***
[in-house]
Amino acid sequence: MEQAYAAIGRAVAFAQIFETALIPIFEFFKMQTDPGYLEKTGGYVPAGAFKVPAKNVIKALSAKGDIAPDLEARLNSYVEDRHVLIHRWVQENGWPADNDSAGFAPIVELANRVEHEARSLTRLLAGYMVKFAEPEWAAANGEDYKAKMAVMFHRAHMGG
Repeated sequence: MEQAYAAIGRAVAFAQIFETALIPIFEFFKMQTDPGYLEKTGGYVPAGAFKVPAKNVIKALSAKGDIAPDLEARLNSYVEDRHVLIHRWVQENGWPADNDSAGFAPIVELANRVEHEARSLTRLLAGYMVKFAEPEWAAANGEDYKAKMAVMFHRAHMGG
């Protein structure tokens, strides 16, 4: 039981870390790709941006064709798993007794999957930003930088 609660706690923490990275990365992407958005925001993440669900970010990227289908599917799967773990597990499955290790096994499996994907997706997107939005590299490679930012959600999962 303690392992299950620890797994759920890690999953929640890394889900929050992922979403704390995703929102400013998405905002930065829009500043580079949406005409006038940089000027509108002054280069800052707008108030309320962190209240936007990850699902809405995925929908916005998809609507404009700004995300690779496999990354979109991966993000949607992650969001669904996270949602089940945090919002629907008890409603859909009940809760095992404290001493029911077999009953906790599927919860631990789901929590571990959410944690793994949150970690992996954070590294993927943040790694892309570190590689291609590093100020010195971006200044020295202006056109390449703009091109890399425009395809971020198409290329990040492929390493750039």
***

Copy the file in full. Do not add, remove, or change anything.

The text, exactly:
[in-house]
Amino acid sequence: MEQAYAAIGRAVAFAQIFETALIPIFEFFKMQTDPGYLEKTGGYVPAGAFKVPAKNVIKALSAKGDIAPDLEARLNSYVEDRHVLIHRWVQENGWPADNDSAGFAPIVELANRVEHEARSLTRLLAGYMVKFAEPEWAAANGEDYKAKMAVMFHRAHMGG
Repeated sequence: MEQAYAAIGRAVAFAQIFETALIPIFEFFKMQTDPGYLEKTGGYVPAGAFKVPAKNVIKALSAKGDIAPDLEARLNSYVEDRHVLIHRWVQENGWPADNDSAGFAPIVELANRVEHEARSLTRLLAGYMVKFAEPEWAAANGEDYKAKMAVMFHRAHMGG
């Protein structure tokens, strides 16, 4: 039981870390790709941006064709798993007794999957930003930088 609660706690923490990275990365992407958005925001993440669900970010990227289908599917799967773990597990499955290790096994499996994907997706997107939005590299490679930012959600999962 303690392992299950620890797994759920890690999953929640890394889900929050992922979403704390995703929102400013998405905002930065829009500043580079949406005409006038940089000027509108002054280069800052707008108030309320962190209240936007990850699902809405995925929908916005998809609507404009700004995300690779496999990354979109991966993000949607992650969001669904996270949602089940945090919002629907008890409603859909009940809760095992404290001493029911077999009953906790599927919860631990789901929590571990959410944690793994949150970690992996954070590294993927943040790694892309570190590689291609590093100020010195971006200044020295202006056109390449703009091109890399425009395809971020198409290329990040492929390493750039």